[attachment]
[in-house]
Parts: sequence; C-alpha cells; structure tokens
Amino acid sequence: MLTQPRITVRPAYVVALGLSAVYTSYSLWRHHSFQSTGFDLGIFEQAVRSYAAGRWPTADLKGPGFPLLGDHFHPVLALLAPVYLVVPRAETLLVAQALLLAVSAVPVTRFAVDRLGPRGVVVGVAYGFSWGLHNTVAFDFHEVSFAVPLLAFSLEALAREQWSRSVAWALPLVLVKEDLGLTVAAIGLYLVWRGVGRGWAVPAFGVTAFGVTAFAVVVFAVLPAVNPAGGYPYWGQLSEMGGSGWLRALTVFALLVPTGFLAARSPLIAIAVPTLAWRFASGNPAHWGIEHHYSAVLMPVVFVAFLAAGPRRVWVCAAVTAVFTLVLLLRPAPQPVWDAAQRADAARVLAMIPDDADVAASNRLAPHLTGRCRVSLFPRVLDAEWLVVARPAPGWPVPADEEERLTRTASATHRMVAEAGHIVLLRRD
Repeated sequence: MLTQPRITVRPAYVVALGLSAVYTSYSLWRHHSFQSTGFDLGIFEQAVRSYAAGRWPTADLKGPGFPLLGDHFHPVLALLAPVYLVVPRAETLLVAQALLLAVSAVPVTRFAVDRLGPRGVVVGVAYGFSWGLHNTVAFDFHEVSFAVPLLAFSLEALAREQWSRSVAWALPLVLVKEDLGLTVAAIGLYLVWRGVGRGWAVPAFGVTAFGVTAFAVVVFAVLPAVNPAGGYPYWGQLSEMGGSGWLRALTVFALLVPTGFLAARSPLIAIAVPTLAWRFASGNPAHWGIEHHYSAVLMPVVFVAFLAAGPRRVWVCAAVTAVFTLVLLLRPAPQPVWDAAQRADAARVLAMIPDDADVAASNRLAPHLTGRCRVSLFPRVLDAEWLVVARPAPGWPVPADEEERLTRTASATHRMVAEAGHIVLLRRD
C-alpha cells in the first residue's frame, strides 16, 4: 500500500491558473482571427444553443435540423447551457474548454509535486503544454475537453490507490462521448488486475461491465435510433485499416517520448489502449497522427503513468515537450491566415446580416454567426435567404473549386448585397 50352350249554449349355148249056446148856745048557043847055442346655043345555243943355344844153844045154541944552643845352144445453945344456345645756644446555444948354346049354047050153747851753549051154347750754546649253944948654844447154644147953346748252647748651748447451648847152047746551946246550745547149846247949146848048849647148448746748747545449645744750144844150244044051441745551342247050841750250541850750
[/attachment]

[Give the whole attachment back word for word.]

[in-house]
Parts: sequence; C-alpha cells; structure tokens
Amino acid sequence: MLTQPRITVRPAYVVALGLSAVYTSYSLWRHHSFQSTGFDLGIFEQAVRSYAAGRWPTADLKGPGFPLLGDHFHPVLALLAPVYLVVPRAETLLVAQALLLAVSAVPVTRFAVDRLGPRGVVVGVAYGFSWGLHNTVAFDFHEVSFAVPLLAFSLEALAREQWSRSVAWALPLVLVKEDLGLTVAAIGLYLVWRGVGRGWAVPAFGVTAFGVTAFAVVVFAVLPAVNPAGGYPYWGQLSEMGGSGWLRALTVFALLVPTGFLAARSPLIAIAVPTLAWRFASGNPAHWGIEHHYSAVLMPVVFVAFLAAGPRRVWVCAAVTAVFTLVLLLRPAPQPVWDAAQRADAARVLAMIPDDADVAASNRLAPHLTGRCRVSLFPRVLDAEWLVVARPAPGWPVPADEEERLTRTASATHRMVAEAGHIVLLRRD
Repeated sequence: MLTQPRITVRPAYVVALGLSAVYTSYSLWRHHSFQSTGFDLGIFEQAVRSYAAGRWPTADLKGPGFPLLGDHFHPVLALLAPVYLVVPRAETLLVAQALLLAVSAVPVTRFAVDRLGPRGVVVGVAYGFSWGLHNTVAFDFHEVSFAVPLLAFSLEALAREQWSRSVAWALPLVLVKEDLGLTVAAIGLYLVWRGVGRGWAVPAFGVTAFGVTAFAVVVFAVLPAVNPAGGYPYWGQLSEMGGSGWLRALTVFALLVPTGFLAARSPLIAIAVPTLAWRFASGNPAHWGIEHHYSAVLMPVVFVAFLAAGPRRVWVCAAVTAVFTLVLLLRPAPQPVWDAAQRADAARVLAMIPDDADVAASNRLAPHLTGRCRVSLFPRVLDAEWLVVARPAPGWPVPADEEERLTRTASATHRMVAEAGHIVLLRRD
C-alpha cells in the first residue's frame, strides 16, 4: 500500500491558473482571427444553443435540423447551457474548454509535486503544454475537453490507490462521448488486475461491465435510433485499416517520448489502449497522427503513468515537450491566415446580416454567426435567404473549386448585397 50352350249554449349355148249056446148856745048557043847055442346655043345555243943355344844153844045154541944552643845352144445453945344456345645756644446555444948354346049354047050153747851753549051154347750754546649253944948654844447154644147953346748252647748651748447451648847152047746551946246550745547149846247949146848048849647148448746748747545449645744750144844150244044051441745551342247050841750250541850750